Strange Bedfellows on the Campaign Trail
by Steven Emerson
January 14, 2008
The primary season is in full swing, with the both parties seeing different winners in the Iowa Caucus and the New Hampshire primary. For the first time in more than a generation, both the Democratic and Republican party nominations are wide open. So it seems a good time to point out that what the eventual nominees say and do now in appealing to their respective bases can come back to bite them in November.
That's why it's curious to see some of the Democratic candidates courting support from Islamist organizations with a record of support for those who actively seek to thwart American interests in the Middle East.
There's no question Muslim voters should be heard in this campaign. The question is who is best to speak for them? Far be it from us to advise the candidates, but the record shows that while the Muslim American Society (MAS) may claim a deep list of registered voters—a claim we believe is highly suspect -- the baggage it carries with it can do a campaign far more harm than good.
According to the organization's Jan. 2 newsletter:
Democratic candidates Senators Joe Biden, Barack Obama, Chris Dodd, and Hillary Clinton, Cong. Dennis Kucinich, former Sen. John Edwards, and Gov. Bill Richardson, have all given MAS Freedom the opportunity for one-on-one meetings where they have expressed their solidarity with ending the wars, torture and rendition, and stated their proposed policies for immigration reform.
Biden, Richardson and Dodd no longer are candidates.
MAS was established by American-based members of the Muslim Brotherhood, a global Islamist movement with a stated long-range objective of making Shariah law "the basis controlling the affairs of state and society." As stated by Hassan al-Banna, the Brotherhood's founder, "It is the nature of Islam to dominate, not to be dominated, to impose its law on all nations and to extend its power to the entire planet." That helps explain the Muslim Brotherhood's motto: "God is our objective, the Quran is our Constitution, the Prophet is our leader, jihad is our way, and death for the sake of God is the highest of our aspirations."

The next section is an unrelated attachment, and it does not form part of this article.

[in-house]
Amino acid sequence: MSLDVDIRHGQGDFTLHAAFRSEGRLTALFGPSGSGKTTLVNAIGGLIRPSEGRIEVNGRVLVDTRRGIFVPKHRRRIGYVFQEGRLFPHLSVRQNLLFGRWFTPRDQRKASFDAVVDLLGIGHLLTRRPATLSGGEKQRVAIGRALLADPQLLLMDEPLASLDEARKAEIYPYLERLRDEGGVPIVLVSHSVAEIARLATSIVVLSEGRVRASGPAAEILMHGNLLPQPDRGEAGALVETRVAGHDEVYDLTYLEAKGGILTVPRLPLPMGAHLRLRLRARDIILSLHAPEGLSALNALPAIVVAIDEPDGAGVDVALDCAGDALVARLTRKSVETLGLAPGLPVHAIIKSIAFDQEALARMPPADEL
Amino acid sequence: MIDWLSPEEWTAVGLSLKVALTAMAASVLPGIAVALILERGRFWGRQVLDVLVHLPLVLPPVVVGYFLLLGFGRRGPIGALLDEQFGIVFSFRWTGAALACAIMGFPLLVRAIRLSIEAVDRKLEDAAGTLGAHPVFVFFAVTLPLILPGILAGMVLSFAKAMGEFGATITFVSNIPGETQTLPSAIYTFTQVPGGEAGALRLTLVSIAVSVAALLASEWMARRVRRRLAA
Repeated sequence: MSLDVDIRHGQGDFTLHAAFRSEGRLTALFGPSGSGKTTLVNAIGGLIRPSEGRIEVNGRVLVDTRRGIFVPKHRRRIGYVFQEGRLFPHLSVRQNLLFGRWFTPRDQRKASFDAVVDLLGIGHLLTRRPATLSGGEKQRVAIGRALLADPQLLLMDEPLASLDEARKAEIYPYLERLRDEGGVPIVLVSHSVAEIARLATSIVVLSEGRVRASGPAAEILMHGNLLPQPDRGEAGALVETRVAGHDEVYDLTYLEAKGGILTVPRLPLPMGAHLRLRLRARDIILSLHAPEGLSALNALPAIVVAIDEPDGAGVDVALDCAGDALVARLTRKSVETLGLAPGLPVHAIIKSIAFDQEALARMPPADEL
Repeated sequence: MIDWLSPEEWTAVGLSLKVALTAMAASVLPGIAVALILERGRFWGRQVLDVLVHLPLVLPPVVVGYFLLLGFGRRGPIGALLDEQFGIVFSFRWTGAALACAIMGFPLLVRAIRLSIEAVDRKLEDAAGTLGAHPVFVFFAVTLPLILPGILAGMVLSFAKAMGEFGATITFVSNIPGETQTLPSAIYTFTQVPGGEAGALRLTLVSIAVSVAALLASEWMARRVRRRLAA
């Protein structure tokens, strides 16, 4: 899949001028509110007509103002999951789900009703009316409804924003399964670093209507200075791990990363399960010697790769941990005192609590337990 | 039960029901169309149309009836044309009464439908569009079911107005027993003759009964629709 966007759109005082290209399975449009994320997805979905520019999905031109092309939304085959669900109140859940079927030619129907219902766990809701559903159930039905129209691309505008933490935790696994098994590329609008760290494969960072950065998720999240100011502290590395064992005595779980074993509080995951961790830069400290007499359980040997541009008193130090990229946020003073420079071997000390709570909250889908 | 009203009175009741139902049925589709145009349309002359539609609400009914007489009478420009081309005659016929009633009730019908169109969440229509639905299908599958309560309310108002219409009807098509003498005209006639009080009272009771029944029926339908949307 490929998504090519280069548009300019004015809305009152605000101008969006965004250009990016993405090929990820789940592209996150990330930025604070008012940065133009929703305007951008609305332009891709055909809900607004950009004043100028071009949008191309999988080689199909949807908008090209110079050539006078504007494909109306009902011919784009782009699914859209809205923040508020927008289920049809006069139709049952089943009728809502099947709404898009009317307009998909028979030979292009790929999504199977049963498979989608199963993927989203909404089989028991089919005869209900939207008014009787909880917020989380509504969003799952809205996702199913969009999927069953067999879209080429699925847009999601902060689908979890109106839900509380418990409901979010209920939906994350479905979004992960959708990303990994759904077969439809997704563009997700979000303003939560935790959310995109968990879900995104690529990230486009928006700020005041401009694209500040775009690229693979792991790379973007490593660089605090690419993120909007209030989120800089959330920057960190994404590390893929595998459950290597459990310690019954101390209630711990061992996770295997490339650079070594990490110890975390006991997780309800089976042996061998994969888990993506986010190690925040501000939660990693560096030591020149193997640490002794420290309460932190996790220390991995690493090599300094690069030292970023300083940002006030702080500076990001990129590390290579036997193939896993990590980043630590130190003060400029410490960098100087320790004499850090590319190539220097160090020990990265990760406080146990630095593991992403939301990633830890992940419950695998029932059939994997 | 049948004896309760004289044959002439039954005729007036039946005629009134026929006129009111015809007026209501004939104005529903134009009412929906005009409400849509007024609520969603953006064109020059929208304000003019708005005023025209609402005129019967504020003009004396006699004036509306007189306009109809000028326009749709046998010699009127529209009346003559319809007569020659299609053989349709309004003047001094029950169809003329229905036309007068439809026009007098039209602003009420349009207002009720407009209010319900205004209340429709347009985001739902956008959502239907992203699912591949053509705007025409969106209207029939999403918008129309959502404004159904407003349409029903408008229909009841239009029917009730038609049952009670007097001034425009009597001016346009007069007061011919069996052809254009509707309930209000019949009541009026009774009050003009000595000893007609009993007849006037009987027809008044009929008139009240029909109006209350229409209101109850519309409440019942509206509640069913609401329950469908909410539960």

While MAS officials deny any ongoing affiliation, a senior Brotherhood official played it coy just three years ago in an interview with the Chicago Tribune. "I don't want to say MAS is a [Brotherhood] entity," said Mohammed Habib in a Sept. 19, 2004 article. "This causes some security inconveniences for them in a post-Sept. 11 world."
This year, we learned what the Brotherhood sees as its ambitions in America. According to an internal memo written in 1991, "their work in America is a kind of grand Jihad eliminating and destroying the Western civilization from within and ‘sabotaging' its miserable house by their hands and the hands of the believers so that it is eliminated and God's religion is made victorious over all other religions."
It was introduced into evidence at the Hamas-support trial of the Holy Land Foundation for Relief and Development. The case ended in a mistrial when jurors failed to reach unanimous verdicts on most of the counts and will be retried later this year. Chances are, some cunning media consultant may remind voters about that memo as the election draws near, especially if one of the nominees is seen as cozy with a group that supports HLF and hailed the mistrial as a victory.
This kind of blind outreach already embarrassed Virginia Gov. Tim Kaine. In August, Kaine appointed MAS President Esam Omeish to a state board studying immigration reform. But Omeish was forced to step down after video shot by the IPT showed Omeish at a 2000 rally praising Palestinians for choosing "the jihad way" to liberation.
Omeish claimed the use of his own words, in full context, amounted to a smear campaign against him. But in August, Omeish wrote to a federal judge in Chicago urging leniency for a Hamas activist convicted of criminal contempt for refusing to testify before a grand jury investigating Hamas activities in the U.S.
Abdelhaleem Ashqar was defiant in advance of receiving an 11-year sentence. To testify truthfully, he said, would make him "a traitor or collaborator and that is something that I can't do and will never do as long as I live." Earlier, FBI Agent Robert Bray testified about a trove of internal Hamas materials seized from Ashqar's apartment during a raid.